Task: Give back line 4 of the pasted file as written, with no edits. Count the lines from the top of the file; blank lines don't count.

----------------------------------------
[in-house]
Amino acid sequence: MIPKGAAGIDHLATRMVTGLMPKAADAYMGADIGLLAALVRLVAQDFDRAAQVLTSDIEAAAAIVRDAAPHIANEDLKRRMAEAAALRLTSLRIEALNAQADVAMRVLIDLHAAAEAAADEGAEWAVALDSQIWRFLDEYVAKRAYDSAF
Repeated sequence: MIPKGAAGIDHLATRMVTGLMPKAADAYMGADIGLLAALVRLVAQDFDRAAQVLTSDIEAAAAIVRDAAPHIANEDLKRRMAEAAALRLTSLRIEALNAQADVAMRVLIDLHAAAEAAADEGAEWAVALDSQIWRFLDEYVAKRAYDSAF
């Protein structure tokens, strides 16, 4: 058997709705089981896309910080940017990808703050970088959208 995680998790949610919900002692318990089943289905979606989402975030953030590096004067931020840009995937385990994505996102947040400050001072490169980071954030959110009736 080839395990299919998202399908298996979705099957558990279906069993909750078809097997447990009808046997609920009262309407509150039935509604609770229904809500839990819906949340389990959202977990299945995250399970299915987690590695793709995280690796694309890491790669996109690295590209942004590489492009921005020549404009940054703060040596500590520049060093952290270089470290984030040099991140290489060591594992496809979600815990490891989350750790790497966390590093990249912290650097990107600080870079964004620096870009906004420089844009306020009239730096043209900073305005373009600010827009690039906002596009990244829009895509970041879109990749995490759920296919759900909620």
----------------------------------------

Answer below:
């Protein structure tokens, strides 16, 4: 058997709705089981896309910080940017990808703050970088959208 995680998790949610919900002692318990089943289905979606989402975030953030590096004067931020840009995937385990994505996102947040400050001072490169980071954030959110009736 080839395990299919998202399908298996979705099957558990279906069993909750078809097997447990009808046997609920009262309407509150039935509604609770229904809500839990819906949340389990959202977990299945995250399970299915987690590695793709995280690796694309890491790669996109690295590209942004590489492009921005020549404009940054703060040596500590520049060093952290270089470290984030040099991140290489060591594992496809979600815990490891989350750790790497966390590093990249912290650097990107600080870079964004620096870009906004420089844009306020009239730096043209900073305005373009600010827009690039906002596009990244829009895509970041879109990749995490759920296919759900909620």